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References - Smart Systems primer

 

Smart Systems are self-sufficient intelligent technical systems or subsystems with advanced functionality, enabled by underlying micro- nano- and bio-systems and other components.

They are able to sense, diagnose, describe, qualify and manage a given situation, their operation being further enhanced by their ability to mutually address, identify and work in consort with each other.

They are highly reliable, often miniaturised, networked, predictive and energy autonomous.

      • Smart Systems are autonomous or collaborative systems.
      • They bring together sensing, actuation and informatics / communications  to help users or other systems perform a role.
      • By their very nature these systems combine functionalities.
      • They may extract multiple functionalities from a common set of parts, materials, or structures

Smartness

The concept of the Knowledge Base separates Smart Systems from systems which, although they may be automated, remain purely reactive.

As an example, the “automatic” camera of a decade ago would simply measure light intensity and adjust the shutter speed and lens aperture so that the photograph is properly exposed.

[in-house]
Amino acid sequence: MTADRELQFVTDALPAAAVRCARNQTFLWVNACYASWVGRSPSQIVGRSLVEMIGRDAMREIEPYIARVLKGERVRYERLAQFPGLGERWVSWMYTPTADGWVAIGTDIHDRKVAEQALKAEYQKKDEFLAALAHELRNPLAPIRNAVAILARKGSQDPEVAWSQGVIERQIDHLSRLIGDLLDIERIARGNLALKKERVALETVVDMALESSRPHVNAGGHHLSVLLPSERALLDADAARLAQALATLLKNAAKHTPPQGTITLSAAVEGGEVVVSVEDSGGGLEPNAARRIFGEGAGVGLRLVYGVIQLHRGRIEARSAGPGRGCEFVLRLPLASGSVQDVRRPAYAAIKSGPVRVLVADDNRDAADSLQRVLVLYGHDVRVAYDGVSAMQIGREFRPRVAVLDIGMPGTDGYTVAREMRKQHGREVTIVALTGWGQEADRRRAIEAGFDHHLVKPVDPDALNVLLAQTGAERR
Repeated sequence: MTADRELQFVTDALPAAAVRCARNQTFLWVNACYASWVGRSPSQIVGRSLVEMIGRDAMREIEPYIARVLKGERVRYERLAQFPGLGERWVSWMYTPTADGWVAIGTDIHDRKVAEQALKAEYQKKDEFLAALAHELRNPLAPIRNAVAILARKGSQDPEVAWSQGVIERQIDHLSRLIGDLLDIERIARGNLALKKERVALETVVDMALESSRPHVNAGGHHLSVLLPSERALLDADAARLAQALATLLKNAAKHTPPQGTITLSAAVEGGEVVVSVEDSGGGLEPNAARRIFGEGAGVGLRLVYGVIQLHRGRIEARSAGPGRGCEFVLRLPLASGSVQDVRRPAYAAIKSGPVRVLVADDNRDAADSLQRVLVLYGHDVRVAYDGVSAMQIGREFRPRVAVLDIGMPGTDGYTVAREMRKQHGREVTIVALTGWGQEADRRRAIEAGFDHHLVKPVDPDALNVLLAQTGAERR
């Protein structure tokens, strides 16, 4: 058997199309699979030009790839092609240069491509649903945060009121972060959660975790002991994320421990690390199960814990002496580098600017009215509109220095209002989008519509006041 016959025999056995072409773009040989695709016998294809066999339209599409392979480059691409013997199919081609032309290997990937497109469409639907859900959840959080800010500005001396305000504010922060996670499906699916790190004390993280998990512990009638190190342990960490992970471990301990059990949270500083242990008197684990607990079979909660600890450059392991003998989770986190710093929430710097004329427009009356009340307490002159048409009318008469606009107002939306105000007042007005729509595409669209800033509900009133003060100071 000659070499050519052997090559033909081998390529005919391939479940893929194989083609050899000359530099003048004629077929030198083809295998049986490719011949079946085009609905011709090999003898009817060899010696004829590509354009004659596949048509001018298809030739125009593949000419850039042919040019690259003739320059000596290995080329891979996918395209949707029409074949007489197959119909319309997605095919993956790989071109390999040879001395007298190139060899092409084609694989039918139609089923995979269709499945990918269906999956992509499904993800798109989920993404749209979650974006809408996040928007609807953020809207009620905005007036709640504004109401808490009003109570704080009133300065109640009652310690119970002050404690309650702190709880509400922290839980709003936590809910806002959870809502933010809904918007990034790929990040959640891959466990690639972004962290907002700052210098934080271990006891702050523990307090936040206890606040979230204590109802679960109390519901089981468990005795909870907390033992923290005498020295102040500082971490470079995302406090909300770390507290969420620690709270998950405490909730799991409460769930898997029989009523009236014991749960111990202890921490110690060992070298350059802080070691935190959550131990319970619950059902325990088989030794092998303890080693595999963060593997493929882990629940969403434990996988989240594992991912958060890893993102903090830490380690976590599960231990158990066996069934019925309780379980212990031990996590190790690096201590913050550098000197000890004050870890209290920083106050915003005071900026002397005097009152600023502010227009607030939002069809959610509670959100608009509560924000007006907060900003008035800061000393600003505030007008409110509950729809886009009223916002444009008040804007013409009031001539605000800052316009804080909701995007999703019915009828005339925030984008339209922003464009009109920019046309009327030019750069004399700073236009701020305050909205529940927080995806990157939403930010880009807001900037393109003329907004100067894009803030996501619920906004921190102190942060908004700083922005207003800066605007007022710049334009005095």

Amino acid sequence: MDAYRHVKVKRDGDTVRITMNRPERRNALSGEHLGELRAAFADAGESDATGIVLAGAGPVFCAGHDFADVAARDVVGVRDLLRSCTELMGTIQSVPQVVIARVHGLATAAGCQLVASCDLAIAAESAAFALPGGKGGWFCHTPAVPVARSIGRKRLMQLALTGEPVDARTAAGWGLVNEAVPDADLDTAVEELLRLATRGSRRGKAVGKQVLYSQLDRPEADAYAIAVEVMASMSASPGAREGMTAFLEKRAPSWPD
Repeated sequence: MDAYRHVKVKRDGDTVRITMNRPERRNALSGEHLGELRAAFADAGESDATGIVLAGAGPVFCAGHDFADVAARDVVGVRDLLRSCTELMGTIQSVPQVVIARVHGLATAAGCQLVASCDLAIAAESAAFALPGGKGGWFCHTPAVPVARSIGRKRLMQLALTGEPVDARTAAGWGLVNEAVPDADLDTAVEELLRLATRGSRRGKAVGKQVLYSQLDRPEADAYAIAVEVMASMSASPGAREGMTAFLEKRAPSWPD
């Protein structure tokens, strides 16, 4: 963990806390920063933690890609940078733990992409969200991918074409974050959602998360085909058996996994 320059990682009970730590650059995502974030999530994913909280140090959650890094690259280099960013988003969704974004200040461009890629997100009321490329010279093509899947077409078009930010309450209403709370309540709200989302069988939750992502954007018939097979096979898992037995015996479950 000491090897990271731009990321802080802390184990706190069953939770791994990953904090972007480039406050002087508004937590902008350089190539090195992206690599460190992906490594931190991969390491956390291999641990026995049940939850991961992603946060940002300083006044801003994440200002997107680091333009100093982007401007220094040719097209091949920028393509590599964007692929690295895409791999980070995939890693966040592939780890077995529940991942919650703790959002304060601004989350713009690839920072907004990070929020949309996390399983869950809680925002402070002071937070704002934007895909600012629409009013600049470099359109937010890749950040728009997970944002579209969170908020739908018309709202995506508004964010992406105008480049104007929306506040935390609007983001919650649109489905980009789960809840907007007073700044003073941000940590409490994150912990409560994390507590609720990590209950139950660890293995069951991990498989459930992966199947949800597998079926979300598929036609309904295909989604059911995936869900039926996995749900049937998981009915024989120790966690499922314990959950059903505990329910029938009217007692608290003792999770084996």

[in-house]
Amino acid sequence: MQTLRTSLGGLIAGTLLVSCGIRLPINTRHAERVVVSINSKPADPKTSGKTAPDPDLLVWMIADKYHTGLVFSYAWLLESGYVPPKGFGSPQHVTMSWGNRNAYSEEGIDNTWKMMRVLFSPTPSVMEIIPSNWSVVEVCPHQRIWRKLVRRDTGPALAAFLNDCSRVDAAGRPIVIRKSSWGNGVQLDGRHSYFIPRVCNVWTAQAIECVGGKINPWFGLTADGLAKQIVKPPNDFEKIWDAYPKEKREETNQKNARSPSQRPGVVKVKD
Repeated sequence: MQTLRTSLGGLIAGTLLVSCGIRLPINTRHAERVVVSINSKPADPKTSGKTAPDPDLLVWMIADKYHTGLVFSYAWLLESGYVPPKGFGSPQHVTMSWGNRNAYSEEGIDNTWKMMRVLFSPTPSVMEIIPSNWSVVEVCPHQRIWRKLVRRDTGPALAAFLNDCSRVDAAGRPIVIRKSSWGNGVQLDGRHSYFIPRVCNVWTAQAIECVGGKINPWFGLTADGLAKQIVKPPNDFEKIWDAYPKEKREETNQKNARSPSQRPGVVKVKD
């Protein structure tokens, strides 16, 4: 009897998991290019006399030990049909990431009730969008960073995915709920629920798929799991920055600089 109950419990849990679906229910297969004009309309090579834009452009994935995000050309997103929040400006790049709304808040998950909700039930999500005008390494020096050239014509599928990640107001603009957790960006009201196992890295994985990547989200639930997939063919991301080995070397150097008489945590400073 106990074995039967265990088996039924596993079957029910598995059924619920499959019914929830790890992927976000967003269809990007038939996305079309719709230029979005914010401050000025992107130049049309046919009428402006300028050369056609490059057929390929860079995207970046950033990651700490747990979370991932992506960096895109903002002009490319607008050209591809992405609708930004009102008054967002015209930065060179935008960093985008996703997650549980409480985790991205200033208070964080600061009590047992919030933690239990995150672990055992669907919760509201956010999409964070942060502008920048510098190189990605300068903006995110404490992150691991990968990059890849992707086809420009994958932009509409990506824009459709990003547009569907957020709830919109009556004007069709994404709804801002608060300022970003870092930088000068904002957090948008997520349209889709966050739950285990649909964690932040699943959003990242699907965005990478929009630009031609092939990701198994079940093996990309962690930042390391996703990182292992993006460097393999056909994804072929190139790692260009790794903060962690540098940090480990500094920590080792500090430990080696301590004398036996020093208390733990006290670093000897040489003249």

The typically “Smart” digital camera of today, by comparison, not only measures light intensity, but analyses the subject for signs of motion, for colour balance (including also the detection and optimisation of flesh tones), for facial expressions (smiles, closed eyes) and for contrast, to ensure that the focus is set for critical sharpness.

All these parameters are compared with a Knowledge Base inside the camera, which essentially distils the skills and experience of over 150 years of photography and applies it to the camera settings to produce a high quality image whilst being very simple to use.

Generations of Smart Systems

The three classes below do not necessarily succeed each other in time: the nomenclature “generation” in this case indicates increasing levels of “smartness” and autonomy, not that one generation seeds the next.

1st-generation-Smart Systems include sensing and/or actuation as well as signal processing to enable actions.
For example: Personal alarms for emergency and falls are in wide use.

2nd-generation-Smart Systems are predictive and self-learning.
For example: The reliable, predictive detection of the possibility of a fall by a person at risk could trigger the visit of a carer before the event.

3rd-generation-Smart Systems simulate human perception/cognition.
For example: The remote real-time analysis of an active implanted neurological device could directly monitor and analyse a patient’s brain function, through a Brain Computer Interface, for applications that extend far beyond healthcare.